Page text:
During a trip out east this month to visit our son near Washington DC my wife and I made a side trip to the Philadelphia area where Wendy was born and grew up until she was about 13 when she moved to Michigan. She was armed with maps and copies of documents found on the internet. We were on a mission to find her ancestors.
In particular, she was looking for the graves of her father, her grandparents on her mother’s side as well as the final resting place of her great-grandfather. These were all located near Philadelphia. She’d never been to visit them before.
We were putting a lot of trust in our ancestral internet research as well as in our Garmin to find these places. I don’t trust Garmin all that much either as our navigational device sometimes wants us to go off-the-beaten track, once telling us to take the wrong exit when we were only miles from our house.
“Where’s she going?” I asked.
“She doesn’t know,” Wendy replied.
Wonderful, as we’d be navigating through busy and crowded streets, highways and roads adjacent to Philadelphia. We did find our first cemetery without issue, a sprawling property on a hill overlooking Philadelphia’s downtown skyline. Finding the grave of her great-grandfather proved a tougher test. So we checked at the office.
Two matronly looking ladies looked up as we entered and stood at the counter then asked if they could help us. “Is there any rhyme or reason to this place?” Wendy asked, causing them to flinch a bit. Then Wendy pulled out her paper and the women began checking computers and pulling file drawers. With their help, we found great-granddad, his headstone heralding his volunteer service in the Spanish American War.
The next cemetery to visit was where Wendy’s father was buried. He died when Wendy was still quite young and living with her mother as the two had divorced. So she never knew his final resting place. We had the name of the cemetery but not the address.
Could Garmin help us out? As my three-year-old grandson often says, “Uhhhhhh, no.” Very frustrating as our navigational device can give you the exact address of any Dunkin Donut within 70 miles (seriously, it did this once when we were looking for a bakery), but try searching for a prominent local cemetery and it comes up empty. It did give us the church address, however.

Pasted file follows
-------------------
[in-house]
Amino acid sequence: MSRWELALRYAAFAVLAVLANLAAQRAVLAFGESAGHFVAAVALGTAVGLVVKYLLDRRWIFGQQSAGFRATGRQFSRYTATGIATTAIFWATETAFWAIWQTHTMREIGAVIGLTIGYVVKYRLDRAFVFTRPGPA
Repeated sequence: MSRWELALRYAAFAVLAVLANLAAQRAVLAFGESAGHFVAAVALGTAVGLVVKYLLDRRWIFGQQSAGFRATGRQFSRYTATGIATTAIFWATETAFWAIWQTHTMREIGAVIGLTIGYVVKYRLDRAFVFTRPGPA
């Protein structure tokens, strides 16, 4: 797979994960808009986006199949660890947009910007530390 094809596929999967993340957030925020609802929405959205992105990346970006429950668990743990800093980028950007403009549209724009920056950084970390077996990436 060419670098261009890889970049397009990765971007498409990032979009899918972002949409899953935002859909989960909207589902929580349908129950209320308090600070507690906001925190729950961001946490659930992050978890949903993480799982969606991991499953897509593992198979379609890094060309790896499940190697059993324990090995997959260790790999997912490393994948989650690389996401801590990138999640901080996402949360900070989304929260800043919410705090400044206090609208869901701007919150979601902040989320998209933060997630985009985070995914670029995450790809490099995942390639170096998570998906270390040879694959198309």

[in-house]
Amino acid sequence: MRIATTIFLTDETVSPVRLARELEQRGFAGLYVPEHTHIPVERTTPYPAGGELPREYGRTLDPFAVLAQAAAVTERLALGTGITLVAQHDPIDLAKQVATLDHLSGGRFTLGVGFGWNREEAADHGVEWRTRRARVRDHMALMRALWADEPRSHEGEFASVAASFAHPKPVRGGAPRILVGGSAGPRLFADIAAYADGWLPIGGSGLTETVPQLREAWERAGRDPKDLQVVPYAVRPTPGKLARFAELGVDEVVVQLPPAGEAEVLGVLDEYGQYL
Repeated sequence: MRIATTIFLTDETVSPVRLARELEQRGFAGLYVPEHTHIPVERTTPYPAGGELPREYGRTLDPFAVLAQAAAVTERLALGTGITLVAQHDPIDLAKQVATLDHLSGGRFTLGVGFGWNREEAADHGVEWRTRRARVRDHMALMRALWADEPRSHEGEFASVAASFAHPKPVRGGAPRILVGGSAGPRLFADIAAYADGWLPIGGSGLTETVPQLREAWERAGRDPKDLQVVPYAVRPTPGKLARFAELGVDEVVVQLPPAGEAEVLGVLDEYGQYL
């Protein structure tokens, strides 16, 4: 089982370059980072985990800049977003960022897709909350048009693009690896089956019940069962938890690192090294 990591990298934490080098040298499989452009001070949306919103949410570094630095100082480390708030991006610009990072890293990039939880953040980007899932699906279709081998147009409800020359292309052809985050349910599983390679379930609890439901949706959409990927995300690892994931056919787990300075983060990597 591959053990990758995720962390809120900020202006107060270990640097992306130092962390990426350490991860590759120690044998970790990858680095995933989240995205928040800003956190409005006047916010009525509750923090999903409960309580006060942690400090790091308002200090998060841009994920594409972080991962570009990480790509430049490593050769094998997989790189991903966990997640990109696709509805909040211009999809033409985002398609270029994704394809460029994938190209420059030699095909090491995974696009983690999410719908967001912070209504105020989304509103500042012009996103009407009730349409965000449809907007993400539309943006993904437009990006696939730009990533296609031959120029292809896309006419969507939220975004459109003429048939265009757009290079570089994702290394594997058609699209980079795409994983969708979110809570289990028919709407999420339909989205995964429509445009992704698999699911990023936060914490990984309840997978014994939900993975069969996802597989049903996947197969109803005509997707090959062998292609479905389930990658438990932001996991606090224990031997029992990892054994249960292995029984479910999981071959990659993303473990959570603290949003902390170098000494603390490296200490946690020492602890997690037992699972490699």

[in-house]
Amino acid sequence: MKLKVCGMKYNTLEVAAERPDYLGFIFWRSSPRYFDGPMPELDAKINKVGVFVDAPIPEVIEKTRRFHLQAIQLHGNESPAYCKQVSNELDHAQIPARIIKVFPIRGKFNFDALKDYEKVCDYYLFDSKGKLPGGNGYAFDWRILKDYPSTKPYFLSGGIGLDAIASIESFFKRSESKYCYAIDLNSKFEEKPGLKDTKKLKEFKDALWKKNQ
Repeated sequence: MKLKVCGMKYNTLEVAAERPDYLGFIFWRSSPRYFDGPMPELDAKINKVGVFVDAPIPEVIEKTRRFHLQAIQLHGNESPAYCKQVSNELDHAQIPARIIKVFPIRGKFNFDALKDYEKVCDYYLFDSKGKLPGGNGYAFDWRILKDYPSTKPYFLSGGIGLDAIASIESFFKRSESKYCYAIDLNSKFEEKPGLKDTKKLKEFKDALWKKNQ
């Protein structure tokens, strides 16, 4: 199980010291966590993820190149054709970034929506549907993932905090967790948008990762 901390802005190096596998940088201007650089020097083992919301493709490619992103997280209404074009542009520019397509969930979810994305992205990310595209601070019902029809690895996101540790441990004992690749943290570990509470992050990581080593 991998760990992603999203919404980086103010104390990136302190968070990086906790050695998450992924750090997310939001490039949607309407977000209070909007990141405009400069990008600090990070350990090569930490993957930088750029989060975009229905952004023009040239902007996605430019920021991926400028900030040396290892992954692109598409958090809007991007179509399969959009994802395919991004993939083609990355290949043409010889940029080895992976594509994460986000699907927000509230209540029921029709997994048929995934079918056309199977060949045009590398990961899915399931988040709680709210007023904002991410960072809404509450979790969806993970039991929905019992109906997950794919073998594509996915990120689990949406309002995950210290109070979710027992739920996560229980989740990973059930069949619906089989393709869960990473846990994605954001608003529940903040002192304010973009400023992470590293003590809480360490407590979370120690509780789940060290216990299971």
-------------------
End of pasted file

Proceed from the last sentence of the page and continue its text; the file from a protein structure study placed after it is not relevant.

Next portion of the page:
So we went there. By the way, the neighborhoods where Wendy and her relatives lived have become quite run down and are now what could be called blighted urban districts. Not places where you want to be at night. Even in the daytime a local library even had a police guard at the check-out station. And the church we located via Garmin had a parking lot surrounded by a ten-foot tall chain link fence topped with barbed wire.
While I waited in the car, Wendy had to ring an intercom, then explain what she wanted before they would buzz her in. But she did get in and we did get the cemetery address, arriving just before the office closed—good thing too since we would have never found her father’s grave on our own. Wendy had me query the office lady for help this time since I complained she could have been more diplomatic on our first go-round.
We did find her father’s grave, a serviceman’s grave as he served in the Navy during World War II. Wendy called out who she was, introduced me, then we took some pictures before moving on. Found the gate where we had come in was now locked. And I knew the office was closed too. We hadn’t seen another entrance but after driving to a dead end or two, pun not intended, we finally discovered a road to the main gate, still open.
The last cemetery we found quite quickly. No, Garmin didn’t step up its game. There was a sign on the main road that took us right to the cemetery. Garmin was actually trying to take us down the road farther. Maybe it just doesn’t like going to cemeteries. Superstitious perhaps?